Court stops police, NDLEA, others from arresting Kashamu

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A Federal High Court in Lagos on Monday restrained the Nigeria Police, the Comptroller-General, Nigerian Customs Service; Chairman of the National Drug Law Enforcement Agency and other security agencies from arresting a chieftain of Peoples Democratic Party in Ogun State, Buruji Kashamu.

The aborted arrest was sequel to a petition by a group known as ‘Concerned Citizens of Ogun State’, who alleged, among others, that Kashamu had been declared a fugitive in the United States of America.

Justice Okon Abang, while delivering judgment on the suit instituted by Kashamu with respect to the allegations, held that going by the facts before him, there was no evidence that the applicant committed any of the offences mentioned in “the ill-motivated” petition.

The judge added that his restraining the police is an exception to the principle that they could not be restrained from carrying out their constitutional responsibility.

Kasahamu had instituted the suit for the enforcement of his fundamental rights to personal liberty following the petition written by ‘Concerned Citizens of Ogun State’.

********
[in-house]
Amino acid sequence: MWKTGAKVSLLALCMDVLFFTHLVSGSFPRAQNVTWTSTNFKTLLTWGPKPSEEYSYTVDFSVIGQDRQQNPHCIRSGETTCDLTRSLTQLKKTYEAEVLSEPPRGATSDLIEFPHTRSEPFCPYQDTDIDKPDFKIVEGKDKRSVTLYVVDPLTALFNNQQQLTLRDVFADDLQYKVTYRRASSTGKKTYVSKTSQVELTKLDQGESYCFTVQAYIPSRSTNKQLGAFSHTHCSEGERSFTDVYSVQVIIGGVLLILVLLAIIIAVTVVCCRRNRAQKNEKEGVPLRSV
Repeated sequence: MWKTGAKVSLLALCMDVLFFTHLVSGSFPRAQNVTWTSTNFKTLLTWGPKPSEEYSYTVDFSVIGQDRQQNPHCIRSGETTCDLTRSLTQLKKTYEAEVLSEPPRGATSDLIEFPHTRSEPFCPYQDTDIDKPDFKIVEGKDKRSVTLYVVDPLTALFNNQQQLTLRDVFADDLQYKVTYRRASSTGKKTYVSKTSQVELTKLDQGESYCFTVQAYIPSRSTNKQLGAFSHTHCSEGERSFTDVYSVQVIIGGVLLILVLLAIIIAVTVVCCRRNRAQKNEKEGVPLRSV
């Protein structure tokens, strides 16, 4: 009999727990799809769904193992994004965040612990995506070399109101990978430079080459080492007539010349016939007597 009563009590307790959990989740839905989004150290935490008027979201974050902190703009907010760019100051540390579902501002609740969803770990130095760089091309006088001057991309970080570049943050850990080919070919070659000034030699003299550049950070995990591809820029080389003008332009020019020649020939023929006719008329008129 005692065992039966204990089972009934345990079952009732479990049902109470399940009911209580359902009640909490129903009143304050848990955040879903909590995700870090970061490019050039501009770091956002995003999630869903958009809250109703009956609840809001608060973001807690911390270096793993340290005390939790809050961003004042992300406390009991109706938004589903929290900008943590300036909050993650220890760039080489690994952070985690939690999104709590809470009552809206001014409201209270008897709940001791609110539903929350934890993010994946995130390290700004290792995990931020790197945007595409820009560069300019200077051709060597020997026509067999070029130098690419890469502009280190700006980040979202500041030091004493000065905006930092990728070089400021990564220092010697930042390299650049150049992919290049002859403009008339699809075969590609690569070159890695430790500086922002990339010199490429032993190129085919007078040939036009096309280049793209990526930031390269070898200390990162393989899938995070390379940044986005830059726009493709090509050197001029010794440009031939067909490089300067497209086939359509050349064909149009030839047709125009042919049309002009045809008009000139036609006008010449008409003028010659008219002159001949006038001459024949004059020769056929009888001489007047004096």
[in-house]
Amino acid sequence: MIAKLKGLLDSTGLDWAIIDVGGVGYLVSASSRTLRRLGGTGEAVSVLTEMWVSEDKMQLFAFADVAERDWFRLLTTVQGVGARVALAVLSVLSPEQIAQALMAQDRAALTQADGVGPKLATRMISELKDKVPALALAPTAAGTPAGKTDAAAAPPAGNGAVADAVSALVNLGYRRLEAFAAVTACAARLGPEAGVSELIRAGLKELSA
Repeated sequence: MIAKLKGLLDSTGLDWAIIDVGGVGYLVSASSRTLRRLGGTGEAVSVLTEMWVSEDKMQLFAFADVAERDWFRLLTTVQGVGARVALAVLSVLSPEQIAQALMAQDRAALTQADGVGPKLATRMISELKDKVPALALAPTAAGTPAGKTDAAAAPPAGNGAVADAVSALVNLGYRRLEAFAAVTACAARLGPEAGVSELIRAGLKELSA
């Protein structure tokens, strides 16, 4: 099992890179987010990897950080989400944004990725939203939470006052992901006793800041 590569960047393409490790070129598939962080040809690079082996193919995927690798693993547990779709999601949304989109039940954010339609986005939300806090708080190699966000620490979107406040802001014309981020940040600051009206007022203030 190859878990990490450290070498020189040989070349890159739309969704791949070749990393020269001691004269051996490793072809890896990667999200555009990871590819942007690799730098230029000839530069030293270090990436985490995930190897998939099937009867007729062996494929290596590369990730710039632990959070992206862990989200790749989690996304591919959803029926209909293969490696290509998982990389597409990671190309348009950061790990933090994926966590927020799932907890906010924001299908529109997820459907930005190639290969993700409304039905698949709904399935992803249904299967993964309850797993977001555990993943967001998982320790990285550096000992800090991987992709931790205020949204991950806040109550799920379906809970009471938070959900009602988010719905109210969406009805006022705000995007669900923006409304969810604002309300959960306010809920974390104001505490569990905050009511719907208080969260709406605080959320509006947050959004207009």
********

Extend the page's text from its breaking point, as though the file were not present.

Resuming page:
The group had allegedly claimed in the petition that Kashamu was being investigated by the US FBI for crimes, including, narcotic smuggling and that he had been declared a fugitive by a US Federal High Court after a grand jury in the US allegedly indicted him.

Justice Abang also awarded the sum of N50,000 against former Ogun State Governor, Gbenga Daniels, who was joined as the sixth defendant in the suit.

Kashamu claimed in the suit that his political opponents allegedly led by Daniel had written the petition “in a maliciously contrived attempt to breach the applicant’s fundamental right to liberty and freedom of association.”

Through his suit, Kashamu had sought a declaration that the allegations contained in the petition dated December 18, 2009, to the police, SSS, Customs and NDLEA was false.

The applicant stated in the suit that the allegations were subject of previous investigation by the International Police and litigation in competent courts, which, according to him, exonerated him.

Abang held in his judgment that since there was no evidence backing the allegations, failure to restrain the security agencies from arresting or prosecuting the applicant could lead to the violation of his rights.

He held, “I think that the court can restrain the first to fifth defendants from acting on the petition which may lead to the violation of the applicant’s fundamental rights to personal liberty and freedom of movement.

“The findings made in this case are based on peculiar facts and circumstances. This is case where the court will have expected the sixth respondent (Daniel) to come forward and prove the allegations made by him against the applicant. But this is not the case.”

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